Plant systematics and evolution vol:225 issue:1-4 pages:103-118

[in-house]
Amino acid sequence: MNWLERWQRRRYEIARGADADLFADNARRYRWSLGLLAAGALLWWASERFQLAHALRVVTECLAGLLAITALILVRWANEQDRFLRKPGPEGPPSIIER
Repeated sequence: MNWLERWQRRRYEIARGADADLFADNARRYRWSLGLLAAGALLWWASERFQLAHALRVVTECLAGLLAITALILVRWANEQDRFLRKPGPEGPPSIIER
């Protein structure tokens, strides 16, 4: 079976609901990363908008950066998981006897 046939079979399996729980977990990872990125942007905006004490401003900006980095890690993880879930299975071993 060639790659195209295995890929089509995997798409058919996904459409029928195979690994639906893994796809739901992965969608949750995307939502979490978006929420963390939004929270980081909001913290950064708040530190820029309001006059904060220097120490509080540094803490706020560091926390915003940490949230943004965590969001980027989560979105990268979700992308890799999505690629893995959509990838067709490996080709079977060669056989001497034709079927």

We studied the interrelation between nectary structure (13 parameters), nectar characteristics (yield, chemical composition), and flower size of 11 Labiatae species in a Mediterranean shrub community near Athens, Greece. We also explored whether the above attributes are affected by the Mediterranean summer drought constraints. Our findings show that among all nectary parameters studied, nectary size and stomatal opening are the most important in (positively) shaping nectar secretion, nectary size being the most meaningful. Nectary structure is correlated to quantity of the nectar secreted, not its quality. Wide Rowers bear wide nectaries with large stomatal openings, whereas deep flowers are not related to any nectary size. Corolla size (both length and width) and nectary stomatal opening decrease with flowering time. This applies also to nectary size, nectar volume and sugar content of the perennials (9 species). Ail above cases of time dependence show that there is a constraint effect of Mediterranean climate on floral and nectary structure, reflected also as a decrease in nectar secretion. Nectary structure in Labiatae is largely shaped by both phylogenetic and climate constraints. On the other hand, although nectar is largely influenced by nectary structure, it is to a large extent ecologically biased, implying that, in addition to phylogeny, there are many other ecological parameters interfering in its secretion such as time within the season, life history, and light requirements.